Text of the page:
return 0;
    	}
    
        // Fill out the presentation parameters
        D3DPRESENT_PARAMETERS D3Dpp; 
        ZeroMemory( &D3Dpp, sizeof( D3Dpp ) );
        D3Dpp.Windowed = TRUE;
        D3Dpp.SwapEffect = D3DSWAPEFFECT_DISCARD;
    
        // Create the device
    	LPDIRECT3DDEVICE9 pD3DDevice = NULL;
        if ( FAILED( pD3D9->CreateDevice( D3DADAPTER_DEFAULT, D3DDEVTYPE_HAL, hWnd,
    		D3DCREATE_HARDWARE_VERTEXPROCESSING, &D3Dpp, &pD3DDevice ) ) )
        {
            MessageBox( 0, "CreateDevice() - Failed", 0, 0 );
    		SAFE_RELEASE( pD3D9 );
            return 0;
        }
    
        // Main loop
    	MSG msg; 
        BOOL fMessage;
    
        PeekMessage(&msg, NULL, 0U, 0U, PM_NOREMOVE);
        
        while(msg.message != WM_QUIT)
        {
            fMessage = PeekMessage(&msg, NULL, 0U, 0U, PM_REMOVE);
    
            if(fMessage)
            {
                //Process message
                TranslateMessage(&msg);
                DispatchMessage(&msg);
            }
            else
            {
                pD3DDevice->Clear( 0, 0, D3DCLEAR_TARGET, D3DCOLOR_XRGB(0, 255, 0), 1.0f, 0 );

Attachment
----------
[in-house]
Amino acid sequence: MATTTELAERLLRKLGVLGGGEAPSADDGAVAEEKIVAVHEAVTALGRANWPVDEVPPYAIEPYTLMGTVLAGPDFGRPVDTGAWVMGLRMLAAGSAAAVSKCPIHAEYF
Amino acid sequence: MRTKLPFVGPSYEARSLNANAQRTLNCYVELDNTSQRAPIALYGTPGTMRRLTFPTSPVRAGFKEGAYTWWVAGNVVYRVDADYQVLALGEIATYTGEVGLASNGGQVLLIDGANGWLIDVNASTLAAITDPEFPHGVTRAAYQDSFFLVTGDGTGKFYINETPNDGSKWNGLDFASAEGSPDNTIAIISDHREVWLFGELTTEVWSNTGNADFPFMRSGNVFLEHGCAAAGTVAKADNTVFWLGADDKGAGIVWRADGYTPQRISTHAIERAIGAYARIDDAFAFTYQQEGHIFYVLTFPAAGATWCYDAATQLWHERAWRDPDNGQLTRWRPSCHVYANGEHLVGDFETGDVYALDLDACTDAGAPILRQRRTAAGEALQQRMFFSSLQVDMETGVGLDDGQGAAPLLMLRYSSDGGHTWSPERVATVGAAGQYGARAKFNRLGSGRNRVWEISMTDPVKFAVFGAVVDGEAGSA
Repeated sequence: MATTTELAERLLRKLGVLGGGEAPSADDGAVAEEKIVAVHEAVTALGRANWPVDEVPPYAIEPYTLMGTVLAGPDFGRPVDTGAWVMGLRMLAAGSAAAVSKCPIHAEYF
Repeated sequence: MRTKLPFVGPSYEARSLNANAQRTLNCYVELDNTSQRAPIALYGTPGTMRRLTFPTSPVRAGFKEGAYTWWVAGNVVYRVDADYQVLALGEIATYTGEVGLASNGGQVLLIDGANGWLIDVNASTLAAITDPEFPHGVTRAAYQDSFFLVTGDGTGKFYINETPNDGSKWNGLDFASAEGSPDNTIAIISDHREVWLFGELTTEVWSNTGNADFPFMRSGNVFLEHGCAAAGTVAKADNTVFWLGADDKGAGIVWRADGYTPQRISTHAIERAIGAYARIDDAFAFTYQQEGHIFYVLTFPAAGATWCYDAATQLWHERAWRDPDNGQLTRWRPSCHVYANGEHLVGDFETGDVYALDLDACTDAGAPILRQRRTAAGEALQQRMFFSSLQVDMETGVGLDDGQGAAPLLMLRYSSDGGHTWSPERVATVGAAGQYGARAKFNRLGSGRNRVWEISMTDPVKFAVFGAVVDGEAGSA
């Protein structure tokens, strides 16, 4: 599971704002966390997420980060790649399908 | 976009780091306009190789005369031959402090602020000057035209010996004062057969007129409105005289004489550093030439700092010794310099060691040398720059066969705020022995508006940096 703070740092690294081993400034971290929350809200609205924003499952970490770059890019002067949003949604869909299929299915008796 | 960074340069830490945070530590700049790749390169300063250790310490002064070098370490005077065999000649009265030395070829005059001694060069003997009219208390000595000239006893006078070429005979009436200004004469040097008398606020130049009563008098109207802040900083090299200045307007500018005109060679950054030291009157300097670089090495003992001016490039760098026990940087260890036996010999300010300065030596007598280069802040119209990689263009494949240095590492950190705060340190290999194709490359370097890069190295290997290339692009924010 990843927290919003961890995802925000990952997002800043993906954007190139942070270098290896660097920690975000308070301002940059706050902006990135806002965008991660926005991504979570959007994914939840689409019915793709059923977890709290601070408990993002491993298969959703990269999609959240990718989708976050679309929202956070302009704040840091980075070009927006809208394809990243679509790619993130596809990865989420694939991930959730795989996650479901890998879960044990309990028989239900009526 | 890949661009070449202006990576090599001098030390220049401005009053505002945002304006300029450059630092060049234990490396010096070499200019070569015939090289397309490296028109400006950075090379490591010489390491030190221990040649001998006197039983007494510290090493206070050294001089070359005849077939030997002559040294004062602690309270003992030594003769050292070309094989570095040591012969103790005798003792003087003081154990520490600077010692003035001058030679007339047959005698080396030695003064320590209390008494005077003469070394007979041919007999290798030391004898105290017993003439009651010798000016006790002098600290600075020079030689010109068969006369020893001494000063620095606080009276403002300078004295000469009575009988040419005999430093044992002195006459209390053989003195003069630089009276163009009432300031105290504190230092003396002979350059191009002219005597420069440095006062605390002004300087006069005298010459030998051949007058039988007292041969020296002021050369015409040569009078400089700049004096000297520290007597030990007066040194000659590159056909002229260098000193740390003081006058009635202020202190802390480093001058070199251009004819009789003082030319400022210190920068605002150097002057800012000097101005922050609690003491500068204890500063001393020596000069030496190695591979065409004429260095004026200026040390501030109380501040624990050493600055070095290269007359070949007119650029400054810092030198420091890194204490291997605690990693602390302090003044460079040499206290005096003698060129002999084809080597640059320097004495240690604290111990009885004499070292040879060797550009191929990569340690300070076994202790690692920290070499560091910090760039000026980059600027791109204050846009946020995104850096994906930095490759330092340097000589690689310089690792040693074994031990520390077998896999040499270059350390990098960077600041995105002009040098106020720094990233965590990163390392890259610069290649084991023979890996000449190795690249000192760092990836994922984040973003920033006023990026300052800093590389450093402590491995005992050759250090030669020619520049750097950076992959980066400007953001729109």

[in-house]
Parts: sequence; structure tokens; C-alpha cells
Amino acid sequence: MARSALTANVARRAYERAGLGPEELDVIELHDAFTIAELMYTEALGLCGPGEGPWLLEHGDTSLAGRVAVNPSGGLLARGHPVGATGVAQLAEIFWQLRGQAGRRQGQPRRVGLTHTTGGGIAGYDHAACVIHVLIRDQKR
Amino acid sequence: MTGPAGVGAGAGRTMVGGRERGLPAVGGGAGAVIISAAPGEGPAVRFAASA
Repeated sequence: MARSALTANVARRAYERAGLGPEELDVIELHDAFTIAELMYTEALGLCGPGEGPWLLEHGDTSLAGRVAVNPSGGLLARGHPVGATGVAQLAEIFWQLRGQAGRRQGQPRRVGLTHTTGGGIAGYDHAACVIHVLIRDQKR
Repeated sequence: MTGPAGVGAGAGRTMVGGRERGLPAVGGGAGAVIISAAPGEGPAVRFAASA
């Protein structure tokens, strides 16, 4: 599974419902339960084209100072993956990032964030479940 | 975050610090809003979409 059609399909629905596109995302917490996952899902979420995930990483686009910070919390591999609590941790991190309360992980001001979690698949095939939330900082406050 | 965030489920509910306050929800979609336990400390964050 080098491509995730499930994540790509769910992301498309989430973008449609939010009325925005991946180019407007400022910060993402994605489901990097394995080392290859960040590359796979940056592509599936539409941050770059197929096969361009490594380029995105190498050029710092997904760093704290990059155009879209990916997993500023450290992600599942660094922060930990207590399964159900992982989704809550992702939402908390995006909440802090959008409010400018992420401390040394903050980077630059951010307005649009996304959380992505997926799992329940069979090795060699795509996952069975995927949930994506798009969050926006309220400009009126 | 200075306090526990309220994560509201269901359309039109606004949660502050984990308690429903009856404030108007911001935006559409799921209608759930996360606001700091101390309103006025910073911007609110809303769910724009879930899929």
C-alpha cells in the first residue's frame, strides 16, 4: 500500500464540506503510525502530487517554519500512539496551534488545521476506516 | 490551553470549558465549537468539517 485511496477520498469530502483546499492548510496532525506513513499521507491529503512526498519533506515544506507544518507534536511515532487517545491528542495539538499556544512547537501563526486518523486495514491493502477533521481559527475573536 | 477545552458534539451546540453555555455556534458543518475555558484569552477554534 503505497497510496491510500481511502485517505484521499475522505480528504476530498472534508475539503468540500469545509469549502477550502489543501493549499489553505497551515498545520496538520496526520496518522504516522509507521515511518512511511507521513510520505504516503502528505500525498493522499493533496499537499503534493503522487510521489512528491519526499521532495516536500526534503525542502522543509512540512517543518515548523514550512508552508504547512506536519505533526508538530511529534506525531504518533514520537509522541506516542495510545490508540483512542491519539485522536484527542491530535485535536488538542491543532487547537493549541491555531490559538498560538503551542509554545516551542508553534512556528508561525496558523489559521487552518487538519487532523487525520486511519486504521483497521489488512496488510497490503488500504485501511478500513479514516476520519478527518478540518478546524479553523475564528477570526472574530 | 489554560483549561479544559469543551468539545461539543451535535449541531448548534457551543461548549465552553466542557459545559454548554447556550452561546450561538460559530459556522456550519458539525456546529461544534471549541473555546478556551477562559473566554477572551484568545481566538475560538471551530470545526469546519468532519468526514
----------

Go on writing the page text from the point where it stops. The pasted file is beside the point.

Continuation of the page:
pD3DDevice->BeginScene();
    
                // Render the frame here
                
                pD3DDevice->EndScene();
                pD3DDevice->Present( 0, 0, 0, 0 );
            }
    
        }
    
        
        // Give back resources
    	
        SAFE_RELEASE( pD3DDevice );
        SAFE_RELEASE( pD3D9 );
    	
    	return 0;
    }
    
    LRESULT CALLBACK WndProc( HWND hWnd, UINT message, WPARAM wParam, LPARAM lParam )
    {
        switch ( message ) 
        {
        case WM_DESTROY:
            PostQuitMessage( 0 );
            return 0;
        case WM_PAINT:
            // Render a frame then validate the client area
            ValidateRect( hWnd, 0 );
            return 0;
        }
    
        return DefWindowProc( hWnd, message, wParam, lParam );
    }
    Am I doing something wrong?
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  4. #4

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  5. #5
    Registered User mrafcho001's Avatar
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    Sleep after rendering?
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  6. #6
    Slave MadCow257's Avatar
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    Unless your program is a background type app, then you aren't doing anything wrong. If it is, then you might want to lower CPU priority, add a sleep, etc...

  7. #7
    Epo